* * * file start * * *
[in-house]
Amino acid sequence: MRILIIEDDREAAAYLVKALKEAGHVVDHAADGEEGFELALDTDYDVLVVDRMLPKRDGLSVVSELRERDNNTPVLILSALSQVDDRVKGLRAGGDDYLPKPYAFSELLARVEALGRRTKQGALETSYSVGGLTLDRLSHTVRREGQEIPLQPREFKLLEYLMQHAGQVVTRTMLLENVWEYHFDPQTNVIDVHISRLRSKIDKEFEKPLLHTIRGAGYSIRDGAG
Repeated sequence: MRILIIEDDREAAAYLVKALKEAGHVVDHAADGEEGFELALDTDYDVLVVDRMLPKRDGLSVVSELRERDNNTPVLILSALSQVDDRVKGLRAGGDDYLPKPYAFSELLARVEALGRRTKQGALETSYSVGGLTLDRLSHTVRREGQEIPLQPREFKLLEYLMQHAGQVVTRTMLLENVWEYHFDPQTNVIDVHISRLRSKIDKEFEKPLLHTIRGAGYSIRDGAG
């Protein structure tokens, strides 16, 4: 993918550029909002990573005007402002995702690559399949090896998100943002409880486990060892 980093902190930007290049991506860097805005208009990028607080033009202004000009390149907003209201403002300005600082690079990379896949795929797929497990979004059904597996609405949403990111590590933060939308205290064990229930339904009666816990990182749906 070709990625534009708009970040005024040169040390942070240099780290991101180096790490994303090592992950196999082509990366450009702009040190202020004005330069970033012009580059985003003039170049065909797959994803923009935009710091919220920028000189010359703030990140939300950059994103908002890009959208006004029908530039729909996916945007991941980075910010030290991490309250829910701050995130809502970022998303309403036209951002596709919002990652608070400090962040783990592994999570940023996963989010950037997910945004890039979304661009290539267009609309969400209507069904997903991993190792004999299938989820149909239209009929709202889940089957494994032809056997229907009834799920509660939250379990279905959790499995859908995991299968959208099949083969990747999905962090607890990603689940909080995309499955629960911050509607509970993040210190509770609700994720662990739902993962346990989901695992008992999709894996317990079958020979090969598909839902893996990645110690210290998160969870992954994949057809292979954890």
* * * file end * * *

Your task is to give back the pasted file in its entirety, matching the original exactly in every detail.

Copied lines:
[in-house]
Amino acid sequence: MRILIIEDDREAAAYLVKALKEAGHVVDHAADGEEGFELALDTDYDVLVVDRMLPKRDGLSVVSELRERDNNTPVLILSALSQVDDRVKGLRAGGDDYLPKPYAFSELLARVEALGRRTKQGALETSYSVGGLTLDRLSHTVRREGQEIPLQPREFKLLEYLMQHAGQVVTRTMLLENVWEYHFDPQTNVIDVHISRLRSKIDKEFEKPLLHTIRGAGYSIRDGAG
Repeated sequence: MRILIIEDDREAAAYLVKALKEAGHVVDHAADGEEGFELALDTDYDVLVVDRMLPKRDGLSVVSELRERDNNTPVLILSALSQVDDRVKGLRAGGDDYLPKPYAFSELLARVEALGRRTKQGALETSYSVGGLTLDRLSHTVRREGQEIPLQPREFKLLEYLMQHAGQVVTRTMLLENVWEYHFDPQTNVIDVHISRLRSKIDKEFEKPLLHTIRGAGYSIRDGAG
């Protein structure tokens, strides 16, 4: 993918550029909002990573005007402002995702690559399949090896998100943002409880486990060892 980093902190930007290049991506860097805005208009990028607080033009202004000009390149907003209201403002300005600082690079990379896949795929797929497990979004059904597996609405949403990111590590933060939308205290064990229930339904009666816990990182749906 070709990625534009708009970040005024040169040390942070240099780290991101180096790490994303090592992950196999082509990366450009702009040190202020004005330069970033012009580059985003003039170049065909797959994803923009935009710091919220920028000189010359703030990140939300950059994103908002890009959208006004029908530039729909996916945007991941980075910010030290991490309250829910701050995130809502970022998303309403036209951002596709919002990652608070400090962040783990592994999570940023996963989010950037997910945004890039979304661009290539267009609309969400209507069904997903991993190792004999299938989820149909239209009929709202889940089957494994032809056997229907009834799920509660939250379990279905959790499995859908995991299968959208099949083969990747999905962090607890990603689940909080995309499955629960911050509607509970993040210190509770609700994720662990739902993962346990989901695992008992999709894996317990079958020979090969598909839902893996990645110690210290998160969870992954994949057809292979954890």